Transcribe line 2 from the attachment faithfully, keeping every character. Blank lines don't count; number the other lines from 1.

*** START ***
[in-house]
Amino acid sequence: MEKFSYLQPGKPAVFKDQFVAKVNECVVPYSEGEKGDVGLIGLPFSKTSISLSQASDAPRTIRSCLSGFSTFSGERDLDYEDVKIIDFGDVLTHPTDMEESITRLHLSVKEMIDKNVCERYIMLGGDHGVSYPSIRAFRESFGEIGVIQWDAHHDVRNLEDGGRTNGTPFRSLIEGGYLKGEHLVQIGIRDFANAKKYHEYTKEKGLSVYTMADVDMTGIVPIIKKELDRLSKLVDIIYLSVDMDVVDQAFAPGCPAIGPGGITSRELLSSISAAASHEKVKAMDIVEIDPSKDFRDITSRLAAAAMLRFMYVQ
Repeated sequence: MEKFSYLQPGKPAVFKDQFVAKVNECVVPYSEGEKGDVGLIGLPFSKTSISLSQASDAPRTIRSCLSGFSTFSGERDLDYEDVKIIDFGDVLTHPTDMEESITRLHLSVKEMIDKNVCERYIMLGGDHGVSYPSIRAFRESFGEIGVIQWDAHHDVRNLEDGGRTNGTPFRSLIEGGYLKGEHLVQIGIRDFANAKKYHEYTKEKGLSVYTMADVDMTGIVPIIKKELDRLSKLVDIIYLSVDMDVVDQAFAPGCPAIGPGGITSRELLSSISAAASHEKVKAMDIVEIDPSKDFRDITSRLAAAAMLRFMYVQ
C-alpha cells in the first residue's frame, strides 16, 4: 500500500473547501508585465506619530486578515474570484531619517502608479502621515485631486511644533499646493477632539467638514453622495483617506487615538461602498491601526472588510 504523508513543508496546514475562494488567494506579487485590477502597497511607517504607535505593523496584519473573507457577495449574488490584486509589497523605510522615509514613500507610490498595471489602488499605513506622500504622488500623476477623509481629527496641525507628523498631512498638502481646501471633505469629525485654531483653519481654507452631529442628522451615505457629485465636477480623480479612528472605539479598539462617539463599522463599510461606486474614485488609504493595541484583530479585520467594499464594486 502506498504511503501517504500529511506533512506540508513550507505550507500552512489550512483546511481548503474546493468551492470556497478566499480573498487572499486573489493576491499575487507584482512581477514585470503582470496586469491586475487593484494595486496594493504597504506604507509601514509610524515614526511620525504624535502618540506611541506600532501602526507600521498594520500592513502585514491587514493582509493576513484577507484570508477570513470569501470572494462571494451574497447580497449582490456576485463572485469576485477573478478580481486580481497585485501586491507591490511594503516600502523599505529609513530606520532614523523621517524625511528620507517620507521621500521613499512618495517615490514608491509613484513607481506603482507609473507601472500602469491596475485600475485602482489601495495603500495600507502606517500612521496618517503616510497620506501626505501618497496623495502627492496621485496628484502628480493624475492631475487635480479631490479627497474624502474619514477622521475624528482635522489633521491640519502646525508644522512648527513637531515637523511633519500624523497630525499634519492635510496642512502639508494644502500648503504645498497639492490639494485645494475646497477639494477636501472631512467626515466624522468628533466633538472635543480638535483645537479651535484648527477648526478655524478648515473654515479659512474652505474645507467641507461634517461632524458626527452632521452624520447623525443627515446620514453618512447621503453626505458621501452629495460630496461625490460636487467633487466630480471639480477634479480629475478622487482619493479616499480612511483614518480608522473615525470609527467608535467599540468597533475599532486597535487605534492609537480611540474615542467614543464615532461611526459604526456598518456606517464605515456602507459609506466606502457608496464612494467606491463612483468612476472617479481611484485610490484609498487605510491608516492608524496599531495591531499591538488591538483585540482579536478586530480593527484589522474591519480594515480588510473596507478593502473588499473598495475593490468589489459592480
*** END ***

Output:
Amino acid sequence: MEKFSYLQPGKPAVFKDQFVAKVNECVVPYSEGEKGDVGLIGLPFSKTSISLSQASDAPRTIRSCLSGFSTFSGERDLDYEDVKIIDFGDVLTHPTDMEESITRLHLSVKEMIDKNVCERYIMLGGDHGVSYPSIRAFRESFGEIGVIQWDAHHDVRNLEDGGRTNGTPFRSLIEGGYLKGEHLVQIGIRDFANAKKYHEYTKEKGLSVYTMADVDMTGIVPIIKKELDRLSKLVDIIYLSVDMDVVDQAFAPGCPAIGPGGITSRELLSSISAAASHEKVKAMDIVEIDPSKDFRDITSRLAAAAMLRFMYVQ